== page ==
13 Times Star Trek Broke Its Own Prime Directive

Times - both justified or not - the characters of Star Trek broke the federation's biggest rule.

Star Trek Landru

If there is one all encompassing rule in the Galactic Federation, one that EVERY officer of EVERY ship must follow to the letter, it's the prime directive.

First introduced way back in the original series, the prime directive is very simple: if a planet's dominant species has not yet achieved warp technology levels, then Federation officers are not to speak with, interact with, or share higher level tech with them if they can at all help it. It's a good rule on paper, since it basically forbids officers from landing on a random primitive planet and declaring themselves a god.

However, that doesn't stop them from doing that anyway. A lot.

The prime directive sounds great on paper, but its apparently harsh punishments for breaking it haven't stopped a LOT of characters throughout the show's history breaking this rule with reckless abandon. To the point where it's a cliche of the show that the captain will solemnly look into the middle distance and declare that they're going to break the prime directive. Which honestly loses its gravitas after a while.

To prove this, we're going to look at the 10 most notable times this happened. Whether notable for how justified, unjustified, or just plain freaking SILLY the reason is, these are the ten most memorable moments where Star Trek broke the prime directive.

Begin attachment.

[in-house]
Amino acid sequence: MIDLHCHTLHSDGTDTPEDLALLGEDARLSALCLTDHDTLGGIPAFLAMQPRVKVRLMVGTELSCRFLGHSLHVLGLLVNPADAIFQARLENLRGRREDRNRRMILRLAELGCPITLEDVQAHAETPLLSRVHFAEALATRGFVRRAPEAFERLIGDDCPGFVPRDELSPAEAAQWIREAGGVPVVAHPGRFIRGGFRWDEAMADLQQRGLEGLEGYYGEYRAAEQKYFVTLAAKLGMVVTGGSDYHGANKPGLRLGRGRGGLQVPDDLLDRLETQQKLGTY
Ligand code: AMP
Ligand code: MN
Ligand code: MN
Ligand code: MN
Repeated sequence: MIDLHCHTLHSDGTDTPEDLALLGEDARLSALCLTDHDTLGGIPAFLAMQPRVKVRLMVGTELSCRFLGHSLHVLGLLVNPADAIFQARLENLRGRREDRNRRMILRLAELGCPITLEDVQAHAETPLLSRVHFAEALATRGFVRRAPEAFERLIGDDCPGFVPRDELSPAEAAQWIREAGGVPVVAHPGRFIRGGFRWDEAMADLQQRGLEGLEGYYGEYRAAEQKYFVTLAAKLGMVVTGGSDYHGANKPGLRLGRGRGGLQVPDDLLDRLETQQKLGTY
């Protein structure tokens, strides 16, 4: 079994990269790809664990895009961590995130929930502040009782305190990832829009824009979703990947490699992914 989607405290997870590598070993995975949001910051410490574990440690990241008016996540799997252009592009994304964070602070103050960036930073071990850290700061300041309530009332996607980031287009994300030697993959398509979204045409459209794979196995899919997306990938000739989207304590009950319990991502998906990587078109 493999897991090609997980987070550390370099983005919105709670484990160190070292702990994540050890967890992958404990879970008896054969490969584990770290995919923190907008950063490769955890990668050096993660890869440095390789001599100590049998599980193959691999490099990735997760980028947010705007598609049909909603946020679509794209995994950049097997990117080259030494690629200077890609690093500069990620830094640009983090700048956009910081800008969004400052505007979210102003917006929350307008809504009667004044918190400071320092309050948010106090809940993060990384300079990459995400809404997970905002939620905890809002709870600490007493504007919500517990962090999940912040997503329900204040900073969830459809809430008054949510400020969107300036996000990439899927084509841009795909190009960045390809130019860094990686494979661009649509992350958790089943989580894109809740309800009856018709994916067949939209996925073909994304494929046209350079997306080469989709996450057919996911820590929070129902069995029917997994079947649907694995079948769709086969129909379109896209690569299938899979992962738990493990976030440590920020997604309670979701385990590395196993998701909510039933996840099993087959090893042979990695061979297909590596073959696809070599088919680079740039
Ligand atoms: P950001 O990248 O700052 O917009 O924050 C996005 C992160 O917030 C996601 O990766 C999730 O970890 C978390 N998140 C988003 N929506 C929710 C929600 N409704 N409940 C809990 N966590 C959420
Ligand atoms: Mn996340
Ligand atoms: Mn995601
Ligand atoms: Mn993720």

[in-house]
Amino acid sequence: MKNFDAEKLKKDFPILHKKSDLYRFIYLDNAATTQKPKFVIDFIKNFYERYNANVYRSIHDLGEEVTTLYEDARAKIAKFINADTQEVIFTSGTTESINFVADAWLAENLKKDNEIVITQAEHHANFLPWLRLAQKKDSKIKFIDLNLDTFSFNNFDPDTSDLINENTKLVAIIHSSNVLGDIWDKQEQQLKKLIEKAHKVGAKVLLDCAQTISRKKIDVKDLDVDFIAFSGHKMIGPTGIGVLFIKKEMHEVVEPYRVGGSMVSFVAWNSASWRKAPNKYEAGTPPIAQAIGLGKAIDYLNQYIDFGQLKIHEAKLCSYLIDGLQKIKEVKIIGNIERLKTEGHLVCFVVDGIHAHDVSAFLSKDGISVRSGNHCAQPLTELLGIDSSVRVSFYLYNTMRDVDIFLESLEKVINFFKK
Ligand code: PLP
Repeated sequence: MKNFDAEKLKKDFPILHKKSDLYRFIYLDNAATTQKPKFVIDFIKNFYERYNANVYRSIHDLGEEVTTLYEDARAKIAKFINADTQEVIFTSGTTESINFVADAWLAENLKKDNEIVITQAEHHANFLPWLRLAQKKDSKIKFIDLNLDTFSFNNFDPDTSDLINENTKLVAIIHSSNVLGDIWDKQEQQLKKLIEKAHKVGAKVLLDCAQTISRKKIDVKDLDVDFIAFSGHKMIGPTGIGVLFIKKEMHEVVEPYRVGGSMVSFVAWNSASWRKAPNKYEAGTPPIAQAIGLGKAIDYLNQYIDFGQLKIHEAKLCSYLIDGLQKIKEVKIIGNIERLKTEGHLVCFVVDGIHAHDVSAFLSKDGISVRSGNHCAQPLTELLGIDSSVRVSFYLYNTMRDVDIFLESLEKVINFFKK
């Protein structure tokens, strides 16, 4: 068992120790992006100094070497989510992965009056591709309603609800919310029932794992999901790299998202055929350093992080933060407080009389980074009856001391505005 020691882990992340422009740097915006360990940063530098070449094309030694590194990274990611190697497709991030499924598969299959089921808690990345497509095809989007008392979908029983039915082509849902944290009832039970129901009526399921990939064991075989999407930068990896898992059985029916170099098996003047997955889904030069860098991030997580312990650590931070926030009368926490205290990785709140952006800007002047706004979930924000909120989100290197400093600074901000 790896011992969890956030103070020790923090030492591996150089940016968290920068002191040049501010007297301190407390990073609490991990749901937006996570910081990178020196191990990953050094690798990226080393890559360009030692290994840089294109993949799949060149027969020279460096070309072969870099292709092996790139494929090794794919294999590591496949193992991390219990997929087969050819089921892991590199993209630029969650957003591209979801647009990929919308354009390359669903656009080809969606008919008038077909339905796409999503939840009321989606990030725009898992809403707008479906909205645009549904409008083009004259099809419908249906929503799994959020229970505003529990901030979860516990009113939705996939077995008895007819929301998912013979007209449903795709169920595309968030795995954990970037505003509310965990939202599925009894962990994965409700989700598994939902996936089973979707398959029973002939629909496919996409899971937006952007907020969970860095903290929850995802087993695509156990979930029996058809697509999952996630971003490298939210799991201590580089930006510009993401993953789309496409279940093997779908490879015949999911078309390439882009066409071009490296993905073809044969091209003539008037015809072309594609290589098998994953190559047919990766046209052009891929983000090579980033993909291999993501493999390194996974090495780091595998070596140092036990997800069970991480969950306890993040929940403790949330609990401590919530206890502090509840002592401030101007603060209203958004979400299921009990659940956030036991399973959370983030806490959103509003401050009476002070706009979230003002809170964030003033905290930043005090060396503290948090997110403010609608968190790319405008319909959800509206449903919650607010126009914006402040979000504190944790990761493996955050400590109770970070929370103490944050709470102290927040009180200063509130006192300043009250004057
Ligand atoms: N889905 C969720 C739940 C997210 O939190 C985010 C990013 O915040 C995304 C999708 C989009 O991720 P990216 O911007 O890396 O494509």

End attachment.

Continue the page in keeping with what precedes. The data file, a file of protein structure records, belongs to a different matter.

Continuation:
13. When The Bough Breaks - Next Generation

Star Trek Landru

Another one that's a bit justified, since as usual - the aliens are the ones to start the fight here. Because heaven forbid starfleet come off as anything other than f*&king saintly.

When the Enterprise crew meets a race known as the Aldeans, everything seems to be going well until their leader brings up that - oh by the way - we want some, well to be honest, ALL of your ship's kids, hope that's not an issue. Obviously it IS an issue, so the Aldeans just kinda...take them anyway.

The episode ends with Picard basically disassembling the Aldeans' entire way of life by stopping this scheme, but it's at the bottom of the list because Picard and company were LEAVING, and then the Aldeans escalated things by starting the fight. At that point, Picard has a solid defense for doing whatever he has to do in order to get them back.

The bottom portion of this list are doubtless violations of the prime directive, but as is the case with violations like these, there's a solid chance of the transgressor getting off because Picard wasn't really left with any other option.

In this post: 
Star Trek
Posted On: 

John Tibbetts is a novelist in theory, a Whatculture contributor in practice, and a nerd all around who loves talking about movies, TV, anime, and video games more than he loves breathing. Which might be a problem in the long term, but eh, who can think that far ahead?